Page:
In between stints teaching at the college level, I also spent a few years teaching high school.  The school was a Catholic school that believes (still) its academics are superior to those in all of the area’s other schools and markets the colleges its graduates move on to as proof of this.

NOTE 1: When schools take this position, I always wonder–is it the quality of teacher that makes the difference OR the quality of student who has gravitated to the school.  I mean, if those great students all went to the local public high school, wouldn’t that school suddenly have amazing academics?

NOTE 2:  In my youth, I attended a similar school where I grew up.  The pressure there to go to pricey, high-profile, private colleges was amazing.  Not only to go to those schools, but to apply to multiple schools so the school could say “Look where our graduates were accepted!”

I put these notes to show this is not the phenomenon of a single school or a single era.  The ‘truth’ of this post should resonate with anyone interested in education–because there is truth in the mantra of ‘no child left behind’…just not what the politicians believe.

So as a teacher, I had a student.  His name was Travis (or not…it doesn’t matter, does it?)  Travis did not get good grades in my classes, didn’t do the work, and absolutely did not care–whether it was my class or any other’s.  He didn’t participate in extracurricular activities.  He came to school, he left school, though I knew from his friends (because Travis wasn’t asocial) that he loved to fish and hunt (and always was absent from school the first day hunting season opened).  Still, as a teacher, I don’t like the thought of not getting through to a kid; a teacher MUST try to get through to every student.  You don’t know if your efforts will have a payoff 30 years later or not.

So after the school made a big hoo-hah about seniors and their colleges, I asked Travis (a junior) why he never went to talk to the college reps that came at lunch time, etc.  Travis gave me some attitude.  I told him, “I don’t really care about your decision, I just want to know the logic.”  I have to admit, I figured he just hated school/was a bit lazy.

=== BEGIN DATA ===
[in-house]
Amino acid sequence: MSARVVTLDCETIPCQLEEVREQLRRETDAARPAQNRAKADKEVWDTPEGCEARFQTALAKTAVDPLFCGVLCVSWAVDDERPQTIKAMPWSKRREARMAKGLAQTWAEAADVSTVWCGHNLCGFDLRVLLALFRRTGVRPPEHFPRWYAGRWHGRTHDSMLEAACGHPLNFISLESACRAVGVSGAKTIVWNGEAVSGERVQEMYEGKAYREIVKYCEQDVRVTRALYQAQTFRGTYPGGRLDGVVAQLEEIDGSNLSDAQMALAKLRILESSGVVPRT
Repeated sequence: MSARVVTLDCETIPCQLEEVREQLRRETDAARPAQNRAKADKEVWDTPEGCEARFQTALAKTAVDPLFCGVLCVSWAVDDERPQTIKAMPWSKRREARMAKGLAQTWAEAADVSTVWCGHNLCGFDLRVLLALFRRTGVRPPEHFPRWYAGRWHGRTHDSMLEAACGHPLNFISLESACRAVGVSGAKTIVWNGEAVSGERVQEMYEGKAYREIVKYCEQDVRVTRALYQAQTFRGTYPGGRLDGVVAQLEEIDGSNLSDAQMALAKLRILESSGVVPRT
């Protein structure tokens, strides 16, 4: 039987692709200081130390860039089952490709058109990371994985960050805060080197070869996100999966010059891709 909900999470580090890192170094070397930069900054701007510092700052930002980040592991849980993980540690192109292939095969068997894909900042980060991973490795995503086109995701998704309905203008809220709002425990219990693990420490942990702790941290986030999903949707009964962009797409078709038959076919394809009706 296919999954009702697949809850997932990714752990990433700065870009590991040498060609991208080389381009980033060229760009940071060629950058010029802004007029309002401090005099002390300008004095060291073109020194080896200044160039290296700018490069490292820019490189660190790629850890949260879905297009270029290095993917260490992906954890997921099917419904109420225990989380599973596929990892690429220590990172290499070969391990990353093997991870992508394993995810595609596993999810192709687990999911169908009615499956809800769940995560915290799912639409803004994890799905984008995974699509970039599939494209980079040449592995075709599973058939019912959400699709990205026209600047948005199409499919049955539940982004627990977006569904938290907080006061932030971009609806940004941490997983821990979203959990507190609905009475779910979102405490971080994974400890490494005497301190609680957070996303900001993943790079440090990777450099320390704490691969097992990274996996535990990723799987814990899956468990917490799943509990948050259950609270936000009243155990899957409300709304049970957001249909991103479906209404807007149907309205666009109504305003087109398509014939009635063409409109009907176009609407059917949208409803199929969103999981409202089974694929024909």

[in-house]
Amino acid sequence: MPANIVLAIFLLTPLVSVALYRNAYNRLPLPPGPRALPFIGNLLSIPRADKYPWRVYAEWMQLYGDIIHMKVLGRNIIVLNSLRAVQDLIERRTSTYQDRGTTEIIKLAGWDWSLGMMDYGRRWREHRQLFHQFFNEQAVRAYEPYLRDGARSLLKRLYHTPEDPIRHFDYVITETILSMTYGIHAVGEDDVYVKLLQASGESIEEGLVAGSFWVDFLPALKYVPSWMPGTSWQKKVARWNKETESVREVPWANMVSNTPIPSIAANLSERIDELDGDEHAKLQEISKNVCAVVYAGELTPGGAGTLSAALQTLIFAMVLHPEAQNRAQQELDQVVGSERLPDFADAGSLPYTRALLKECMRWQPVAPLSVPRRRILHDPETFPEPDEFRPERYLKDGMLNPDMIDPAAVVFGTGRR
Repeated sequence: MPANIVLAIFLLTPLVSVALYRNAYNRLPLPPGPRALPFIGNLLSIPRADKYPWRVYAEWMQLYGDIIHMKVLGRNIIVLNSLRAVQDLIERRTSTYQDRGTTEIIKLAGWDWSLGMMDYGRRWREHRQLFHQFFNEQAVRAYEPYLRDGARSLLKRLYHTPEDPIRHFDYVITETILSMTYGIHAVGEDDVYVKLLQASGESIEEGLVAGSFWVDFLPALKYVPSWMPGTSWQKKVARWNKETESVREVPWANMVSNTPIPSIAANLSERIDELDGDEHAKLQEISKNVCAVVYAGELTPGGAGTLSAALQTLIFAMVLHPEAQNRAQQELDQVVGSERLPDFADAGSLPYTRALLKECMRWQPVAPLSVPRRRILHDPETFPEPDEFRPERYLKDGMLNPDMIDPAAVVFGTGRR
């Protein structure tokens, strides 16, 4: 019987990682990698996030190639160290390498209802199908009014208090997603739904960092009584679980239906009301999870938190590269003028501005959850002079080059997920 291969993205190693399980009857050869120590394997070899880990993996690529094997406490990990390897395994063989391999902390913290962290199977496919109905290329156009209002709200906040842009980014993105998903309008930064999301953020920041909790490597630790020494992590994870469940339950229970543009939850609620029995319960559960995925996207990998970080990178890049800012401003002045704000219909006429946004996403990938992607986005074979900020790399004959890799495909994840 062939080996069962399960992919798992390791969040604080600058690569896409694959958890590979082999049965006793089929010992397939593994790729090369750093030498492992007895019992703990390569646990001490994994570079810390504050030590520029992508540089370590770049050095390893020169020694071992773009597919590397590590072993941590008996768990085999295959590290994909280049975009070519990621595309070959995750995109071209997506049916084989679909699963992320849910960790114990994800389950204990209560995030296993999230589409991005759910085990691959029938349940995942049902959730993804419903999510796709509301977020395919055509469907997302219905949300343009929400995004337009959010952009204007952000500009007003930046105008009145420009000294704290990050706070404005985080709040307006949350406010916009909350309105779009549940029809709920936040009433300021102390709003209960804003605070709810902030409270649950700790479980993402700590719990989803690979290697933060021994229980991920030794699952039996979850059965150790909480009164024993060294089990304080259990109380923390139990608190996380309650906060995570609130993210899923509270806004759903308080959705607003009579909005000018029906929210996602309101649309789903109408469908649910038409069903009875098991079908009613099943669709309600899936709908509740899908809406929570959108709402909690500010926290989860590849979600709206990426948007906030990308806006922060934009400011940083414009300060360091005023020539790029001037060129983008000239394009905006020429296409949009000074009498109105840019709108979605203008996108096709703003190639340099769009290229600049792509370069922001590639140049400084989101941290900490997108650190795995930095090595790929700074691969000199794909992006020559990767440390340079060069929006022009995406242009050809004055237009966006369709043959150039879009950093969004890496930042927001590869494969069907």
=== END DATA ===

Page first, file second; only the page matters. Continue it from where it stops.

No–Travis wasn’t lazy.  He had a plan that didn’t fit the school’s desires.  Travis didn’t do sports, etc. because he went to work after school every day.  His employer liked his ethic and had already told him he’d be hired full-time immediately upon graduation at the base union salary of $18/hour for an apprentice.  After six months, they’d pay for a couple certifications for him.  Two years in, he’d be a journeyman and have that salary bumped to $24/hour.  Another five years and he’d be getting $28/hour.  And–because it was in HVAC, he’d have all the overtime he could handle once he was a journeyman.  His logic was that by the time he was 23, he’d be making $70,000/year with no debt and no pressure and he could use all his extra time to hunt and fish.

**So how, as a teacher, do you respond to this student who outright states he doesn’t care about school or college?


I respected the heck out of his answer–and I told him that.  That shocked him because every other teacher kept telling him he was making a huge mistake by not going to college.  College isn’t a goal–it’s a means.  Travis didn’t need that to get to where he wanted, so all of these teachers/administrators pressuring him were making him miserable–and going against what education should be.

I did note one thing for Travis though–but kept the details specific only to my class.  I pointed out that the employment offer was all based on the presumption he was going to graduate.  I gave him the cheesy line “Those who fail History are doomed to repeat it…and repeating means you won’t graduate on time.”  He understood what I was saying–that he had to show his employer he could fulfill the requirement–get the diploma.  It didn’t mean he had to enjoy it, but he had to be competent in the work.   And you know what–from that point forward, me and Travis were pretty square.  He didn’t disrupt anything, did the work needed to avoid flunking (or cutting it close).  He went on graduated, got that job, and that’s the last I know of his life, honestly.  I’m presuming he’s a ‘master’ now and pulling in bank for himself.

* *   * *   * *

The lesson here isn’t just about kids that don’t want to go to college.  It’s bigger than that.  Every student has a different motivator, what drives their behavior.  Teachers have to figure that out for all 10/20/30 people in that classroom.  That’s hard, it requires effort.  If you teach, what are you doing to figure those motivations out?  If you aren’t a teacher–what are you doing to help with this vital work?


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